A mother is calling for school holiday programmes to do a roll call before they head off on adventures after her 5-year-old son was left behind at a public pool.

Stephanie Pita's son, Shane, went to Parakai Springs with Te Whanau o Waipareira as part of a holiday programme.

But as the rest of the children ran back on the bus to head home, Shane wanted another go on the bouncy castle.

Oblivious to him missing, the bus took off, leaving Shane stranded.


Pita said no one noticed her son was missing until her mother-in-law went to pick him up and couldn't find him.

"[Shane] told me he saw the bus leaving and yelled for it, but no one saw him.

"He was quite horrified by then. I can't imagine how he would have felt, but he would have been so scared."

Parakai Springs manager Dion Tilson confirmed a member of the public alerted staff to Shane wandering around the carpark unsupervised.

Management contacted the holiday programme to let them know he had been left behind and staff looked after him until he was picked up about half an hour later.

"My son is only 5 years old. He told me that he was getting changed but he wanted to go back to the bouncy castle, so he went back there but there weren't any adults that saw him.

"When he was playing on the bouncy castle, that is when he saw the bus leaving and tried to run to it, then someone on site saw him.

"We had to register him, and I don't see the point in registering him if they don't even do a roll check."


She said the holiday programme organisers had apologised to her but she let them know that she was going to take it further.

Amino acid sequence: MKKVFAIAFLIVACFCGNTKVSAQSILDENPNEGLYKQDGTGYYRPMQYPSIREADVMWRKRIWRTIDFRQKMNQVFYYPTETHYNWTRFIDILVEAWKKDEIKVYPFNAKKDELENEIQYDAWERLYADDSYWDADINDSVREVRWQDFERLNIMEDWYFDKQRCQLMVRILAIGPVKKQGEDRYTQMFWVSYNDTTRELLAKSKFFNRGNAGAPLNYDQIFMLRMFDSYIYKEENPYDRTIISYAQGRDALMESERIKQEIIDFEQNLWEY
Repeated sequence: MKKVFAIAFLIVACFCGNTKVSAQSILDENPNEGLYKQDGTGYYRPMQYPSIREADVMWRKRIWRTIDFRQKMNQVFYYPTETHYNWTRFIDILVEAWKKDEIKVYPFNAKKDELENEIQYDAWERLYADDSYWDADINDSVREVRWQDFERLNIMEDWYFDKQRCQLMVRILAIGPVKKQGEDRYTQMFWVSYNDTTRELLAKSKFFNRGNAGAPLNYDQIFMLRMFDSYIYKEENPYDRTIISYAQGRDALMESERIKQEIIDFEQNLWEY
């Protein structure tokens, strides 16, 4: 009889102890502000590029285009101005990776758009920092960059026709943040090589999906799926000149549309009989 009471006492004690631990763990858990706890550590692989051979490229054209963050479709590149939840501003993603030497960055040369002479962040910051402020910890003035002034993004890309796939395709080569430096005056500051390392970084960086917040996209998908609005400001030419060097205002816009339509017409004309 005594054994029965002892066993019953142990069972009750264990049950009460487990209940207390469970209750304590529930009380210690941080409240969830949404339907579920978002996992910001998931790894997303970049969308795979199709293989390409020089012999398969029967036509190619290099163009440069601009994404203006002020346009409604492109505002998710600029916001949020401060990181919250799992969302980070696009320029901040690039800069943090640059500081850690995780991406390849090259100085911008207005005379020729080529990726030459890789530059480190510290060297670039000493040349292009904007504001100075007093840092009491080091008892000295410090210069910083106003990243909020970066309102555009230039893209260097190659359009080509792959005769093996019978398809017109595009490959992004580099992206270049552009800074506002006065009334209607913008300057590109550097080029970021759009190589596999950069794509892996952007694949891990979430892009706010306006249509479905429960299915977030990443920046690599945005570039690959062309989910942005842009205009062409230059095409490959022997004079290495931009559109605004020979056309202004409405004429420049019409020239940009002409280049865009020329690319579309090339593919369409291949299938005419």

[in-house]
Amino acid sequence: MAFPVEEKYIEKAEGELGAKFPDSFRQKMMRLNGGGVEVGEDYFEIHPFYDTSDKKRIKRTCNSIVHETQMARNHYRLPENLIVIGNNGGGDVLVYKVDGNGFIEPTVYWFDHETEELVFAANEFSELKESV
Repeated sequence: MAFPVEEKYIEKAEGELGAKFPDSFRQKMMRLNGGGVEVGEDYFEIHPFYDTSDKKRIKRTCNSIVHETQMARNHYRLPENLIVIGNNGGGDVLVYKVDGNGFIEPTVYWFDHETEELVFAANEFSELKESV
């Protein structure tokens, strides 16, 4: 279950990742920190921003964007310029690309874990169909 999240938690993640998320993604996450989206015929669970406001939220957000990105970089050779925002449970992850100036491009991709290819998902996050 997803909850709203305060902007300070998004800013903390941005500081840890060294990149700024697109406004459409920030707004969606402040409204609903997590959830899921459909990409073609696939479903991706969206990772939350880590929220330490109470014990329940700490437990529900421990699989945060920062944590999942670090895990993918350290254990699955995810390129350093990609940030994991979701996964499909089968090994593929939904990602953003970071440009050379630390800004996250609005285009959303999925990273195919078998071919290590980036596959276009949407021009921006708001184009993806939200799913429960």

When contacted by the Herald, a spokesman for Te Whanau O Waipareira said they wouldn't be commenting.

"They really scared us. No one should have to go through that. The fact that we have to reach out with a complaint before they apologised to us makes me feel like they didn't care," Pita said.

"My baby is only five. They should have enough parents or supervisors there to watch the number of kids that they have."

Pita said she couldn't be with her son in Auckland at the moment as she was at the bedside of her father who is being treated for cancer in Wellington.

"To be honest I trusted them with my son and thought he was going to be safe, so for them to let me down like that is really sad. They let me down by leaving my baby behind."

She has organised a meeting with the West Auckland Maori community trust tomorrow, and wants to make sure this never happens again.

"If they don't have a procedure to follow then how will they stop it from happening."

She knew her son shouldn't have ran back to the bouncy castle but he was just being a child.

"What kid doesn't want to do that? It wasn't his fault he got left behind, checks should have been done before they left. I don't think I am going to want to take him to another holiday programme again."

She said mistakes can happen but it could have been prevented with a simple roll call.

"Being a mother and being far away, it is the worst thing knowing your child is missing and there is nothing you can do."